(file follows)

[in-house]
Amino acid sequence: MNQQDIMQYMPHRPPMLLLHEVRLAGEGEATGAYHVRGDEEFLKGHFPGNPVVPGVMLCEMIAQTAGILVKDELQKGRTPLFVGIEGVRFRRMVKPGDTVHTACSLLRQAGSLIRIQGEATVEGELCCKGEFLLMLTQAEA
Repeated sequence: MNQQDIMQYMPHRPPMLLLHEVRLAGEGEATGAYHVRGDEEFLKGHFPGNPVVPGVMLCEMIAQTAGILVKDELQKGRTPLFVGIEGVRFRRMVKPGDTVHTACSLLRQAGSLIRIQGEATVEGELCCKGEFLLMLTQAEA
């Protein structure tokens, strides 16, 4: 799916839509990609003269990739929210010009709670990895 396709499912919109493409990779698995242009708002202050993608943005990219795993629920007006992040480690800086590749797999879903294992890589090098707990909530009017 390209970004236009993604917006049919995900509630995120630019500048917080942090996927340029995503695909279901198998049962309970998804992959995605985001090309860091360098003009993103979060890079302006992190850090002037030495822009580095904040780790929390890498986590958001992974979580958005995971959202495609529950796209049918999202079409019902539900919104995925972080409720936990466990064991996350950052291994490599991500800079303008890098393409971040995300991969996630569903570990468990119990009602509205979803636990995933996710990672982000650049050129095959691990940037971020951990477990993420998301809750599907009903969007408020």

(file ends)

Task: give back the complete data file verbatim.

[in-house]
Amino acid sequence: MNQQDIMQYMPHRPPMLLLHEVRLAGEGEATGAYHVRGDEEFLKGHFPGNPVVPGVMLCEMIAQTAGILVKDELQKGRTPLFVGIEGVRFRRMVKPGDTVHTACSLLRQAGSLIRIQGEATVEGELCCKGEFLLMLTQAEA
Repeated sequence: MNQQDIMQYMPHRPPMLLLHEVRLAGEGEATGAYHVRGDEEFLKGHFPGNPVVPGVMLCEMIAQTAGILVKDELQKGRTPLFVGIEGVRFRRMVKPGDTVHTACSLLRQAGSLIRIQGEATVEGELCCKGEFLLMLTQAEA
């Protein structure tokens, strides 16, 4: 799916839509990609003269990739929210010009709670990895 396709499912919109493409990779698995242009708002202050993608943005990219795993629920007006992040480690800086590749797999879903294992890589090098707990909530009017 390209970004236009993604917006049919995900509630995120630019500048917080942090996927340029995503695909279901198998049962309970998804992959995605985001090309860091360098003009993103979060890079302006992190850090002037030495822009580095904040780790929390890498986590958001992974979580958005995971959202495609529950796209049918999202079409019902539900919104995925972080409720936990466990064991996350950052291994490599991500800079303008890098393409971040995300991969996630569903570990468990119990009602509205979803636990995933996710990672982000650049050129095959691990940037971020951990477990993420998301809750599907009903969007408020």